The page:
Without treatment, repeated childhood exposure to traumatic events can affect the brain and nervous system and increase health-risk behaviors (e.g., smoking, eating disorders, substance use, and high-risk activities).
According to the Adverse Childhood Experience (ACE) study, negative experiences in childhood and the teenage years may put children at risk for chronic health problems, mental illness, and substance use in adulthood?
These negative experiences are known as adverse childhood experiences (ACEs). ACEs are potentially traumatic experiences that occur in childhood (birth to 17) that can affect children for years and impact their life opportunities.
Negative experiences in childhood and the teenage years may put children at risk for chronic health problems, mental illness, and substance use in adulthoods. Research shows that child trauma survivors can be more likely to die at an earlier age. Adult survivors of traumatic events may also have difficulty in establishing fulfilling relationships and maintaining employment.
Although childhood trauma can have serious, lasting effects, there is hope. With the help of supportive, caring adults, children can and do recover.
8 Specific ways to help your child through a traumatic experience
In line with the Child Welfare Information Gateway, Consider the following tips-
1. Identify trauma triggers
Something you are doing or saying, or something harmless in your home, may be triggering your child without either of you knowing it. It is important to watch for patterns of behavior and reactions that do not seem too “fit” the situation.
Notice what distracts your child, makes him or her anxious, or results in a tantrum or outburst?
Help them avoid situations that trigger traumatic memories but get them professional help to address any negative narrative they have associated with the event.
2. Make sure you are emotionally and physically available.
If you struggle with this, get professional help to connect your physical state and emotions for the sake of personal healing or helping your loved one. Some traumatized children act in ways that keep adults at a distance (whether they mean to or not). This leads to long term emotionally unavailable and being left alone with negative thoughts and feelings.
Provide attention, comfort, and encouragement in ways your child will accept. Younger children may want extra hugs or cuddling; for older youth, this might mean spending time together as a family. Follow their lead and be patient if children seem needy.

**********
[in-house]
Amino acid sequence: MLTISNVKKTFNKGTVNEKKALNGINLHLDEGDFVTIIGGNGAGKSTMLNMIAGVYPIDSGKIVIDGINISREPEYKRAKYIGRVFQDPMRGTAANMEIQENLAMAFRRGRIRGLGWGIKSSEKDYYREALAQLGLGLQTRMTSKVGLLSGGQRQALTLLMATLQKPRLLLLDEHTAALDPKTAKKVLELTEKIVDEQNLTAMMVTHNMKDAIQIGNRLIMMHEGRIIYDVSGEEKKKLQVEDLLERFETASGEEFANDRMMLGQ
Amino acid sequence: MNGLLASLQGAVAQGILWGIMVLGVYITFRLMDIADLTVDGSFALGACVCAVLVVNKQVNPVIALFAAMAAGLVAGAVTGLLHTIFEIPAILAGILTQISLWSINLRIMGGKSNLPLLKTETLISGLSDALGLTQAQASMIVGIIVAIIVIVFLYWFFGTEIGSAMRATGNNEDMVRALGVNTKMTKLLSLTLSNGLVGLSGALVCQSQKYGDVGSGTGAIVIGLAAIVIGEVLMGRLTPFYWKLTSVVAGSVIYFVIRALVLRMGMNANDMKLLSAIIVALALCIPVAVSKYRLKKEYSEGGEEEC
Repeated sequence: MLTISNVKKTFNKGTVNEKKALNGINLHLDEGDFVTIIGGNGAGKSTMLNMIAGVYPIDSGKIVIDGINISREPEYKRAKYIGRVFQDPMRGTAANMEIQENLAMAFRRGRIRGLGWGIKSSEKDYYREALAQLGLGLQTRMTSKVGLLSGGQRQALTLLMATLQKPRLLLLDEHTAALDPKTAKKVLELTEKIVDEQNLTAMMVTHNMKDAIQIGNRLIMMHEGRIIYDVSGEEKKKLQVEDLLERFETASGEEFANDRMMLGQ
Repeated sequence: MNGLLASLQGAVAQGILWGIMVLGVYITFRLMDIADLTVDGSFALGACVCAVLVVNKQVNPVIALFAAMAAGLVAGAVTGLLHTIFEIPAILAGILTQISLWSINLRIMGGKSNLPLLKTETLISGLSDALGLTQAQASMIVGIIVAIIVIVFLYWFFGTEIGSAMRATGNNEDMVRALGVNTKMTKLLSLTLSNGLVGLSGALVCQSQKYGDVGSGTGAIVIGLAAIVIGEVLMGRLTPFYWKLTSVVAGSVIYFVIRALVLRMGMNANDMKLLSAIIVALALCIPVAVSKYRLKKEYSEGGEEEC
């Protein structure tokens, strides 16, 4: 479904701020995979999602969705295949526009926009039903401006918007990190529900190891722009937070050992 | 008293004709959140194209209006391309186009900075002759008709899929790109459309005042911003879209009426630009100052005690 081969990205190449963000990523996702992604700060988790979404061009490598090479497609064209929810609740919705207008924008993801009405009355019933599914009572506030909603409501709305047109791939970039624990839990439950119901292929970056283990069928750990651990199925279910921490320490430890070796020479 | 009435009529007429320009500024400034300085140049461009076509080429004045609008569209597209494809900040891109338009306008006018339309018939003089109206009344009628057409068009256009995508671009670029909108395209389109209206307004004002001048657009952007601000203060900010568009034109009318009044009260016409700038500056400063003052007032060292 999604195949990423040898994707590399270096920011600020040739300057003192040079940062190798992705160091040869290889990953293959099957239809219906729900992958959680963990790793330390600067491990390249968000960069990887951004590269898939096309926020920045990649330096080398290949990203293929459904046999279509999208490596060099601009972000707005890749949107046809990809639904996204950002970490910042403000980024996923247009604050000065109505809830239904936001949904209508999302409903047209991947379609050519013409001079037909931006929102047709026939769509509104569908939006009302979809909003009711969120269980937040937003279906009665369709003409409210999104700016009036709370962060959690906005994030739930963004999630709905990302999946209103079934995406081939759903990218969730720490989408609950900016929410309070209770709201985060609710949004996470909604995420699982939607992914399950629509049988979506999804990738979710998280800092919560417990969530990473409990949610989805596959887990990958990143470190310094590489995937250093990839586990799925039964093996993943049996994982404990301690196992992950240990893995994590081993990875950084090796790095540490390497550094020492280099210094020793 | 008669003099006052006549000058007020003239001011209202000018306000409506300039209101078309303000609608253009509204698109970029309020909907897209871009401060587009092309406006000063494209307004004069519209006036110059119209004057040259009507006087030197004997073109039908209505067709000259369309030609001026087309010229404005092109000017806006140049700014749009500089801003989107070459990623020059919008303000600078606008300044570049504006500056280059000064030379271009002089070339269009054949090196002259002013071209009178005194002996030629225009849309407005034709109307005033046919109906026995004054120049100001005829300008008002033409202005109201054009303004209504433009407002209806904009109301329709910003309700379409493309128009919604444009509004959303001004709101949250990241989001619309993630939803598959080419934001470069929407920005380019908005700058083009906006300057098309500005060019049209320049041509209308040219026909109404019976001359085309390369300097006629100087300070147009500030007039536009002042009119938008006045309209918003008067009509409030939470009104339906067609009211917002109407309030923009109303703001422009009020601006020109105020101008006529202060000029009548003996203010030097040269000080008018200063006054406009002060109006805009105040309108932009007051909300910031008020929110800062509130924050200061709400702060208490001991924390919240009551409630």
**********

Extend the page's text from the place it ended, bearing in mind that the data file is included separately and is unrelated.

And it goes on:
3. Try to respond, don’t react
Your reactions may trigger a child or youth who is already feeling overwhelmed. (Some children are even uncomfortable being looked at directly for too long.) When your child is upset, do what you can to keep them and yourself calm: Lower your voice, acknowledge your child’s feelings, breath, and be reassuring and honest.
4. Avoid physical punishment
This may make an abused child’s stress or feeling of panic even worse. Parents, set reasonable and consistent limits and expectations and praise the behavior you want to see more of and try to ignore the behaviors you don’t want to see. This informs them how to gain the attention of those they seek to please. If your child is under 8 Parent Child Intervention Therapy (PCIT) is a great intervention to use to help with bonding, learning to punish without corporal punishment, and increase communication skills.
5. Don’t take behavior personally
Allow the child to feel his or her feelings without judgment. Help them find words and other acceptable ways of expressing feelings and offer praise when these are used. PCIT skills can be very helpful with this.
Don’t avoid difficult topics or uncomfortable conversations. (But do not force children to talk before they are ready.) Let children know that it’s normal to have many feelings after a traumatic experience. Take their reactions seriously, correct any misinformation about the traumatic event, and reassure them that what happened was not their fault.
7. Help your child learn to relax
Encourage your child to practice slow breathing, listen to calming music, or say positive things (“I am safe now.”). Be consistent and predictable. Develop a regular routine for meals, play time, and bedtime. Prepare your child in advance for changes or new experiences.
8. Be patient
Follow those steps to execute the healing process of childhood traumatic experience. I am sure that, I clear all the questions around How to heal from childhood. If so, leave a comment below in the comment box.